Scientists have found a new possible promising lead for treating diabetes. They obtained the treatment from perhaps the unlikeliest places – in the most unique animals native to Australia. As the research claims, the venom of ‘duck-billed’ platypus could prove helpful.
The Platypus and echidna are the only surviving egg-laying mammals. But, what sets them apart from the rest of the animals is their ability to produce a hormone variant. This hormone variant could help those with diabetes manage their blood sugar more effectively.
This hormone is called GLP-1 or glucagon-like peptide–1. Furthermore, some animals and humans produce this hormone as well. It is secreted in the gut, and it stimulated the pancreas to emit insulin to decrease the blood glucose levels.
How it Works
The Australian researchers led by the Flinders University and the University of Adelaide, claim that there is one problem with this system. They state that humans do produce GLP-1, but it breaks down very fast.
In fact, it starts to degrade in the system in a matter of minutes. As a result, people can’t manage their blood sugar effectively. In other words, the tiny burst of insulin that this hormone trigger is not enough to assist the lower blood sugar levels.
In addition, those with type 2 diabetes eventually start to depend on medications to try and stabilize their condition. Furthermore, not all GLP-1 hormones are equal. Therefore, researchers tried to use platypus venom to see its effects.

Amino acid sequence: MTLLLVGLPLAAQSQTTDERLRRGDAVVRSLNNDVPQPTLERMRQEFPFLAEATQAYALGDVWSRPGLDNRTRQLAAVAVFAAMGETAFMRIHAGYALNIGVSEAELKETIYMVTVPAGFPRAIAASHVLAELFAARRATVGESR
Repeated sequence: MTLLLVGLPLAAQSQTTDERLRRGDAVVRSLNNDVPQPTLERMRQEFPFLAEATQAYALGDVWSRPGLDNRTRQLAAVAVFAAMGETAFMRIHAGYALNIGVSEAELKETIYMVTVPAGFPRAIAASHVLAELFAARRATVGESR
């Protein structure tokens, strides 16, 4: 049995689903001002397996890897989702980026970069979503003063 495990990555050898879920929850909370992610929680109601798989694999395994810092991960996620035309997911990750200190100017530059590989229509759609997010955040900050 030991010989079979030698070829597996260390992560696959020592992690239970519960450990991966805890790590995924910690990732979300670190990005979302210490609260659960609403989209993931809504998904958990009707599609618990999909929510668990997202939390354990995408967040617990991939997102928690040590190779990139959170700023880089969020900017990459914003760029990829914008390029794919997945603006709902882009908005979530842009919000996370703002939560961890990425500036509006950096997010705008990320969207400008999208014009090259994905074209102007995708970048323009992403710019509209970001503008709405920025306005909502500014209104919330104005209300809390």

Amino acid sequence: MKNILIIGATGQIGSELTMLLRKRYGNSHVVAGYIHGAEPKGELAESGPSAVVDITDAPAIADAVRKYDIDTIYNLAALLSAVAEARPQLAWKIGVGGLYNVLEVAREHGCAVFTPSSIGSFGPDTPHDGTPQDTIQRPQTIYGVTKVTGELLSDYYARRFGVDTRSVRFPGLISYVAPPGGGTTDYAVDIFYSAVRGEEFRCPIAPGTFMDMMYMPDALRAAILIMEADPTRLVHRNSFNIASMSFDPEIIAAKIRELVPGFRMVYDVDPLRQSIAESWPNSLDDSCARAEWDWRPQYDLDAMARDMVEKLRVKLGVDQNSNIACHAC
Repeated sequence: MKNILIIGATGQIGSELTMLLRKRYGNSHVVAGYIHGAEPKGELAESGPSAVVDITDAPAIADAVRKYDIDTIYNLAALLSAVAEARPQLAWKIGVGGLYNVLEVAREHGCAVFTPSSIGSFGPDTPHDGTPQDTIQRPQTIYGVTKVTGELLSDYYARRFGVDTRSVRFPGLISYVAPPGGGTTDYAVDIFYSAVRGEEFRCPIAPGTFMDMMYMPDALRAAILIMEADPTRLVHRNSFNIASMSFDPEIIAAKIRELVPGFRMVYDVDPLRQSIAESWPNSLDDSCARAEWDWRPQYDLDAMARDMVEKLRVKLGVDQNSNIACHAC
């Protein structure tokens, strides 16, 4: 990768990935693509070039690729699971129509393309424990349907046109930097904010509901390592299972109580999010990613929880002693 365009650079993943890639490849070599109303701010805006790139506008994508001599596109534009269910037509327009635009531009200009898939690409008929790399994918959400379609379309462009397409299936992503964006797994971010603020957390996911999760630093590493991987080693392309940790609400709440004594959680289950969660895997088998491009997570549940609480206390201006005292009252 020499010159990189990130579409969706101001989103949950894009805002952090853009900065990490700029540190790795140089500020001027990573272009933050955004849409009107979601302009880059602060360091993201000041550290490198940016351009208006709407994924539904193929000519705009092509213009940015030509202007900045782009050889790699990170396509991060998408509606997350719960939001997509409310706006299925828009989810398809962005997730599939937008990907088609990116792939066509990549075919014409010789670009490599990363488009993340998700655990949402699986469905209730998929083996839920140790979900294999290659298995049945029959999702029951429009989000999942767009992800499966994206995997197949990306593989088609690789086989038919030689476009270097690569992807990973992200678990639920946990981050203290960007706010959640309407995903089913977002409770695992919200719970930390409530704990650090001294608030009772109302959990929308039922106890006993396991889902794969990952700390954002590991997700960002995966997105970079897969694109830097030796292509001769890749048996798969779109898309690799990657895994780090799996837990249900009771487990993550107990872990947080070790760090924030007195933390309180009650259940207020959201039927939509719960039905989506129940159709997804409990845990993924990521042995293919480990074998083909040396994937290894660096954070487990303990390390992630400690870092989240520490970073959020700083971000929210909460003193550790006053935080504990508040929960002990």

Platypus Venom the New Treatment
According to the Australian researchers, the platypus venom may pave the way for a new and effective way of treating type 2 diabetes. Since the male mammals are the only ones who lay eggs, the venomous spurs are located on the heels of their feet.
They use this poison to defend themselves. But, the scientists believe that this poison could be used for more. They claim that it could help treat diabetes more easily. Since the GLP-1 hormone in humans degrades very fast, this hormone in the mammals could prove effective.
It can decrease the blood glucose levels and promote insulin release.
In fact, the scientist claim that this treatment might even have a lasting effect. That is what makes this iconic Australian species so amazing. The lead researcher Prof Frank Grutzer told the news why researchers decided to look at this iconic creature.
Why the Platypus?
From the genome analyses, scientists already knew that the platypus had unique control of their metabolic system. In fact, they do not have a normal functioning stomach. This made it difficult for us to understand how they digested their food.
However, they are not the only animals who use insulin to defend themselves against enemies. The venomous lizard, Gila monster, which is native to Mexico and US, also uses insulin. Plus, the sea snail or geographer cone can destroy schools of fish by simply releasing insulin into the sea.
They use insulin as a ‘weapon’ to destroy their enemies. Obviously, insulin is a powerful weapon that needs to be used with precaution. This weapon is what helped scientist discover the possible new treatment.
Further Testing and Experiments
To conclude their findings, scientists had to conduct various experiments. They tested their new findings on mice to see how it will affect the blood glucose levels. But, the truth is, more testing is necessary to know for sure if this treatment could indeed treat diabetes.
Scientists say that there is a long journey ahead of them. One that needs more work to be completely sure that such a treatment could be effective for both type 1 and type 2 diabetes. For now, only time will tell.